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TRIZ & UEDM

| On 07, Jun 2010

By Professor V.S. Sreebalaji and Dr. R. Saravanan

Abstract


Electrical discharge machining (EDM) is a non-traditional process based on thermoelectric energy between a work piece and an electrode. A pulse discharge occurs in a small gap between a work piece and an electrode and removes the unwanted material from the parent metal through melting and vaporization. The electrode and the work piece must have an electrical conductivity in order to generate a spark. Dielectric fluid acts as a spark conductor, concentrating the energy to a narrow region. There are various types of products that can be produced and finished using EDM such as moulds, dyes, aerodynamic parts, automotive and surgical components. The following research work reveals how ultrasonic vibration can be incorporated into EDM through modeling an advanced design called ultrasonic-aided electrical discharge machining (UEDM) with the Theory of Inventive Problem Solving (TRIZ).


Introduction to Electric Discharge Machining (EDM)


The history of EDM techniques goes as far back as the 1770s when it was discovered by English scientist, Joseph Priestly. Although it was originally observed by Priestly, EDM was imprecise and riddled with failures. During research to eliminate erosive effects on electrical contacts the Soviet scientists, Dr. B. R. Lazarenko and Dr. N. I. Lazarenko, decided to exploit the destructive effect of an electrical discharge and develop a controlled method of metal machining. In 1943, they announced the construction of the first spark erosion machining. The spark generator used in 1943, known as the Lazarenko circuit, has been employed for several years in power supplies for EDM machines and an improved form is used in many applications.1 Commercially developed EDM began to be a viable technique in the mid 1970s that helped shape the metal working industry. In the mid 1980s, the EDM techniques were transferred to a machine tool. This migration made EDM more widely available and a more appealing choice over traditional machining processes.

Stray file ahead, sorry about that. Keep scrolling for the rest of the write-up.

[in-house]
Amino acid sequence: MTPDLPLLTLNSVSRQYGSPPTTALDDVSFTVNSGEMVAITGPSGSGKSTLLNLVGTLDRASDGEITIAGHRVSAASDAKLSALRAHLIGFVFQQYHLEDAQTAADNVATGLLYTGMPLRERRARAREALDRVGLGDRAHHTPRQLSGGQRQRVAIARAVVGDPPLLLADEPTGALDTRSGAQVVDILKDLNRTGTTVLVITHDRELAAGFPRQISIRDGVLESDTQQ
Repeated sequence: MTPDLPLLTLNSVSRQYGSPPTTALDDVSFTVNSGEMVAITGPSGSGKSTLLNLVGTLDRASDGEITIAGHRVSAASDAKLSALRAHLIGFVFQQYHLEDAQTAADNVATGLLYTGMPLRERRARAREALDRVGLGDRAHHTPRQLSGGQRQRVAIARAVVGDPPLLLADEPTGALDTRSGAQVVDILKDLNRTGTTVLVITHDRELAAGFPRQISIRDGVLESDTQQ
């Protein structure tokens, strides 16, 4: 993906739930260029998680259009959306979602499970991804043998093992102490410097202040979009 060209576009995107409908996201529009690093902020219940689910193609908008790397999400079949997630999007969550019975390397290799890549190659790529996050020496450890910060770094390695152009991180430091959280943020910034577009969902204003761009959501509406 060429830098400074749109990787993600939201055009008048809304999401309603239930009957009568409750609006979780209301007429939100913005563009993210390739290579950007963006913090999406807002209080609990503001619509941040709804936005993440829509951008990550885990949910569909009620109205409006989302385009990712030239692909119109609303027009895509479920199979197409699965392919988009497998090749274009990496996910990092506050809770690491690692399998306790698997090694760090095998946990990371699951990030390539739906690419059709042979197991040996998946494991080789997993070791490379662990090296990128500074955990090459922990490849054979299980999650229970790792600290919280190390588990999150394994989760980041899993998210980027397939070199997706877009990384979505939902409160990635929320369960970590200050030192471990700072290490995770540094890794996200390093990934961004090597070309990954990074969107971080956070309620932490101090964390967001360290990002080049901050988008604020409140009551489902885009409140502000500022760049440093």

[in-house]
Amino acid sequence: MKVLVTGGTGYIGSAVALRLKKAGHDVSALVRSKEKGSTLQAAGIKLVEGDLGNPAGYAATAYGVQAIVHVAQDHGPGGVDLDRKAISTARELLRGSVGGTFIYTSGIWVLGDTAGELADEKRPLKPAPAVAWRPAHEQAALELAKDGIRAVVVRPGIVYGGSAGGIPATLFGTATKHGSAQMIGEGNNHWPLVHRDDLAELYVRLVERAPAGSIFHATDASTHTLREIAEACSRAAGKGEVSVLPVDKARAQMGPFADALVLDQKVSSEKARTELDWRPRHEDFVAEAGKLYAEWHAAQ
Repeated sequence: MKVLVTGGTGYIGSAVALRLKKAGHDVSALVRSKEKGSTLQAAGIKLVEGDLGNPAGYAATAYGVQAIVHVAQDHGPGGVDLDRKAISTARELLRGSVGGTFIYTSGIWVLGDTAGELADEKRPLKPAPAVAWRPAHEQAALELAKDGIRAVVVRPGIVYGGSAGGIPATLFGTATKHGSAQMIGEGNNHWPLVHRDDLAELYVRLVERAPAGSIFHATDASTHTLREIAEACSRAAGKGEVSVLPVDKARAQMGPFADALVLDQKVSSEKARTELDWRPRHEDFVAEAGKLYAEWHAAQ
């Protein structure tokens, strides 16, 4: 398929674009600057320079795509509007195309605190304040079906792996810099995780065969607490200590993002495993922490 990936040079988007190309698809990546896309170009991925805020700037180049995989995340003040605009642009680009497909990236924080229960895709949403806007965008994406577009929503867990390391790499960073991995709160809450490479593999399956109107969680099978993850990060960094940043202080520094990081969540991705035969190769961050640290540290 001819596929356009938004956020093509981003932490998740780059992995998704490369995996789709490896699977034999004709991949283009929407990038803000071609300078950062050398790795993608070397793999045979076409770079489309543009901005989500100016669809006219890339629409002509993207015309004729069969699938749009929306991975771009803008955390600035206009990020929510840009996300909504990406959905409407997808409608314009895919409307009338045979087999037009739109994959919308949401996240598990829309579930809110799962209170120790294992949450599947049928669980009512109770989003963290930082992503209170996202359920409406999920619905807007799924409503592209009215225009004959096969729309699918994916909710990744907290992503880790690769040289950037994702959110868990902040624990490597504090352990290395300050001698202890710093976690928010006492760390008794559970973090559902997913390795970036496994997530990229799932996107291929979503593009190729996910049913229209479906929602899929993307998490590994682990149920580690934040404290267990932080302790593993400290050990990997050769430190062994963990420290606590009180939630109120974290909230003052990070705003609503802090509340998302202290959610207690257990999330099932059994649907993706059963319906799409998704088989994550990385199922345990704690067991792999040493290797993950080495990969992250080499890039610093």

Current Research Trends in EDM Development


There are two kinds of research trends that are carried out by researchers as far as EDM is concerned. One is called the modeling technique and the other is called the novel technique. Modeling technique deals with:



  • Mathematical modeling
  • Artificial intelligence
  • Optimization techniques such as regression analysis, artificial neural network, genetic algorithm, etc.

The modeling techniques are used to validate the efforts of input parameters on output parameters since EDM is a complicated process of more controlled input parameters such as:



  • Machining depth
  • Tool radius
  • Pulse on time
  • Pulse off time
  • Discharge current
  • Orbital radius
  • Radial step
  • Offset depth
  • Output parameters like material removal rate and surface quality

Novel techniques deal with how other machining principles are conventional or unconventional such as ultrasonic can be incorporated into EDM to improve efficiency of machining processes to get better material removal rate and surface quality. Novel techniques have been introduced in EDM research since 1996.2


Introduction to Conventional – Trial and Error Approach


Blind commitment to a theory is not an intellectual virtue it is an intellectual crime.- Imre Lakatos, 1973


Trial and error (or trial by error) is a conventional method of problem solving for fixing things or for obtaining knowledge. Learning does not happen from failure but rather from analyzing the failure, making a change and then trying again.3


Trial and error approach has a number of features:



  • Solution-oriented: trial and error makes no attempt to discover why a solution works, merely that it is a solution.
  • Problem-specific: trial and error makes no attempt to generalize a solution to other problems.